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Bangladesh: Workshop on indigenous migrant workers held

Caritas Bangladesh, the social action of Catholic bishops in the country, organised a workshop on indigenous migrant workers in Dhaka on June 8,2022. (Photo by RVA News)

Caritas Bangladesh, the social action of Catholic bishops in the country, held a workshop on indigenous migrant workers in Dhaka on June 8.

Father Bulbul Augustine Rebeiro, director of Christian Communication Center, and Juel Rebeiro from Caritas were the resource persons.
In his opening remarks, Father Rebeiro said, “During my studies in Rome, I came to understand the plight of immigrants.”

"We respect immigrants," he said. “Indigenous people have to retain their language and culture.”

He also called all to work together for the rights and dignity of migrants in the county.

On May 12, Pope Francis in his message on World Migrants Day said migrants’ arrival could play a key role in social and economic growth. 

He further added that there is potential in them, with which they can do something for society if they are given enough opportunities. 

Addressing the young women, the pope said "the future is average" with immigrants and refugees. 

Caritas officer Rebeiro showed a video of three migrant women being interviewed on PowerPoint. 

The women highlighted their struggles, hopes and resilience. 
Jewel said the number of immigrants living in most of the slums is growing in Bangladesh. 

Migrants attend the workshop (Photo by RVA News)

At present, over 826 million people are living in the slums in Dhaka and the number is increasing.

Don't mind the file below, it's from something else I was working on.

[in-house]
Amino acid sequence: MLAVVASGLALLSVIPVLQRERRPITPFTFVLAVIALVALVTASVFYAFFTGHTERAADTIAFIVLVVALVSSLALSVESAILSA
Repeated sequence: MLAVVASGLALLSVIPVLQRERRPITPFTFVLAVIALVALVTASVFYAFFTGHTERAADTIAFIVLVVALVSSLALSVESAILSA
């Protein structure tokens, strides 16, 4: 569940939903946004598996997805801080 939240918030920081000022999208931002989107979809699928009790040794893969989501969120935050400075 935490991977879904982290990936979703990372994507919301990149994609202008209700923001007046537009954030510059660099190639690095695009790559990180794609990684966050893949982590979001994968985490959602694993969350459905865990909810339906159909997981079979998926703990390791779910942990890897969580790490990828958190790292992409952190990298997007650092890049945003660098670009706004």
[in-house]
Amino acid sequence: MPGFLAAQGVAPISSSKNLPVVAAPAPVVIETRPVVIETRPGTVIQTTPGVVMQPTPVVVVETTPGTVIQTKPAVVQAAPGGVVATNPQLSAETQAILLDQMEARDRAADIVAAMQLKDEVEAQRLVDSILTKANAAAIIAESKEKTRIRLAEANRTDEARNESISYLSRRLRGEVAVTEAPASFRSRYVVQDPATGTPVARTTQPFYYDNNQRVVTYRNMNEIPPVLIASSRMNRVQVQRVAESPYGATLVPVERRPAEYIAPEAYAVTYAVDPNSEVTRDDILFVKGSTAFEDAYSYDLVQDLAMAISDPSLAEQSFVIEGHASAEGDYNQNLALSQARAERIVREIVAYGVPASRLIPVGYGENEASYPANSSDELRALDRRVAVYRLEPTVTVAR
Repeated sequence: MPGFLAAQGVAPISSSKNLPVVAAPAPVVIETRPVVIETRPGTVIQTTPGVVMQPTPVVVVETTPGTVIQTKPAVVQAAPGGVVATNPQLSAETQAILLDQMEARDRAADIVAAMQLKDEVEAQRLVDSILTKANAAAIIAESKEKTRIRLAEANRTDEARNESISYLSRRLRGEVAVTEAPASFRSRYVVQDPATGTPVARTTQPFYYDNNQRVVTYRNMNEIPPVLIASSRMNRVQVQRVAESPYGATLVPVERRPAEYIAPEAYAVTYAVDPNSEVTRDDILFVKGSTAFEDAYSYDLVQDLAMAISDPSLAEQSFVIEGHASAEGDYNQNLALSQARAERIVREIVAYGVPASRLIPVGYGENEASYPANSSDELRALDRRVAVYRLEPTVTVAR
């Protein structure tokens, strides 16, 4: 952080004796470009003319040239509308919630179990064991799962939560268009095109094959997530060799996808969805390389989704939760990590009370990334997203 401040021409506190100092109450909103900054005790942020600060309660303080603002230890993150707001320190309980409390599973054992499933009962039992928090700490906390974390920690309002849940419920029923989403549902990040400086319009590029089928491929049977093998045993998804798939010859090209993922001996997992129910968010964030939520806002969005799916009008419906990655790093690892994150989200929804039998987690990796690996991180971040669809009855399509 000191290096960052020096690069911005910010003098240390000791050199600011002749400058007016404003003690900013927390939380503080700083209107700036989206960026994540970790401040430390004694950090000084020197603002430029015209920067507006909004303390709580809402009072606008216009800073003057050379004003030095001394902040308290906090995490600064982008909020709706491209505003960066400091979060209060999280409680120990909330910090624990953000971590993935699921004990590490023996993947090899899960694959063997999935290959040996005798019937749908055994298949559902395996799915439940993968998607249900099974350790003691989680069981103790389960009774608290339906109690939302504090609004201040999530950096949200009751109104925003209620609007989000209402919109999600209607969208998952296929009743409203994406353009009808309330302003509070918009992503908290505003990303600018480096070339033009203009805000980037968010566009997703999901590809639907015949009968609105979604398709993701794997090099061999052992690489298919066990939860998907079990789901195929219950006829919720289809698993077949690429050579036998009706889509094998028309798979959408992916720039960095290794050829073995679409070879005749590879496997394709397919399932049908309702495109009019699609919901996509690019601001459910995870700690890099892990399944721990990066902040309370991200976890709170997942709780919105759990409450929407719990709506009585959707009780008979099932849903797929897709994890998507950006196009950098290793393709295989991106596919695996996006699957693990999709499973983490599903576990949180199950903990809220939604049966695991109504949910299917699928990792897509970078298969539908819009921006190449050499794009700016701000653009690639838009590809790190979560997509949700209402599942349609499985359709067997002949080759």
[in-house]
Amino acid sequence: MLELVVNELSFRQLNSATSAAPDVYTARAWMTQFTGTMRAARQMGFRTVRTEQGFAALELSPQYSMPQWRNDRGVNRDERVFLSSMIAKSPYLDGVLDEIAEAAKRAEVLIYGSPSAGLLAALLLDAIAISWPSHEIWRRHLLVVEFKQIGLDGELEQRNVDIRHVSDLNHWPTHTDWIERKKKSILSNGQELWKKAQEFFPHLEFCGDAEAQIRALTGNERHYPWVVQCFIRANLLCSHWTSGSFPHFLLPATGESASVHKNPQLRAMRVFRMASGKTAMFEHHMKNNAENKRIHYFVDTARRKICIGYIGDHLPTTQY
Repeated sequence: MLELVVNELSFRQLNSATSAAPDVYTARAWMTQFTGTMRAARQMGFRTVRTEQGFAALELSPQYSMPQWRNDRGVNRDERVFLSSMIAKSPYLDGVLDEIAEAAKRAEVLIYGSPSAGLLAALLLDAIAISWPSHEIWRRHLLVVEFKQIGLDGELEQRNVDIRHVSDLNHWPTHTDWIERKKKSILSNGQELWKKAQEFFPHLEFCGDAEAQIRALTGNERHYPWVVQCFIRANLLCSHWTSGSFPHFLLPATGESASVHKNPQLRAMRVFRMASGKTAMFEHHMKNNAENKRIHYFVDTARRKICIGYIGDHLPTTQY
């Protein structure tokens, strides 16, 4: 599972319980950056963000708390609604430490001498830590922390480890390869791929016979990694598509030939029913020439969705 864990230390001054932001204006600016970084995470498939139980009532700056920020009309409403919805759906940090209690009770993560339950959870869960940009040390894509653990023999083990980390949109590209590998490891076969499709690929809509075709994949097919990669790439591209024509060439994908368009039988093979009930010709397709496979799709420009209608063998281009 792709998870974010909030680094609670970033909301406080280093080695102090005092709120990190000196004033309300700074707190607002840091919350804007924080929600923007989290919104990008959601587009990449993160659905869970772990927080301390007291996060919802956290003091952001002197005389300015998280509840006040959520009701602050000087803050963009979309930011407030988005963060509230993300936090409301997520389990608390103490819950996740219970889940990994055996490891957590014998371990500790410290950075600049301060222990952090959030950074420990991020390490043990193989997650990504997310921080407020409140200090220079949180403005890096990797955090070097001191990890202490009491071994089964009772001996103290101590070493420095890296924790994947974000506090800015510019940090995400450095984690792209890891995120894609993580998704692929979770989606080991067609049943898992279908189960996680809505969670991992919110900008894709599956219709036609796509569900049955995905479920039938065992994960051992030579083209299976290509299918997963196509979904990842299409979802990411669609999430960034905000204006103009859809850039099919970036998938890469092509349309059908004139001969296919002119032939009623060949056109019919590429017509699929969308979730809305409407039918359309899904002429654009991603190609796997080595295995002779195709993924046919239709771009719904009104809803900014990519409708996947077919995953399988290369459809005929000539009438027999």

Rapid urbanization has been taking place in Bangladesh since the late eighties. This urbanization process is increasing from 5% to 6% every year.

It is estimated that by 2030, more than 50% of the total population of Bangladesh will be living in cities. 

At present, the total population of Dhaka is over 22 million. About 70% of them are living on a low income. 

According to Rebeiro, the concerns of immigrants are complex and need a multi-layered approach to address them from the government’s sustainable policies and programs, assisted by private sectors, civil society groups and institutions.

In an open discussion, participants shared the various issues of migrants from real situations and experiences.  

Rebeiro formed a five-member committee to conduct large-scale workshops through which he could change the lives of immigrants. 

Over 30 people attended the workshop. 

Peter David Palma, a participant, said, “We are all immigrants in the eyes of Christ. People are dreaming of improving the quality of life in the city.”

“Rhythm is falling in it; multiple obstacles are increasing in the environment. Migrants are stigmatized and deprived according to space and time,” she said. 

Echoing the words of Pope Francis, Palma said, "We are all brothers and sisters. So let's stand by each other without thinking of immigrants as our problem, and extend a helping hand and build a bond of humanity.”

Participant Mary Tereza Biswas said, “We are all immigrants of this world, not only in Bangladesh but all over the world.”

The number of immigrants is increasing day by day in the city. They do not understand what to do. Such workshops would benefit people to have a better grasp of the migration issue in the country. - Mary Anna Gomes/RVA Bengali 


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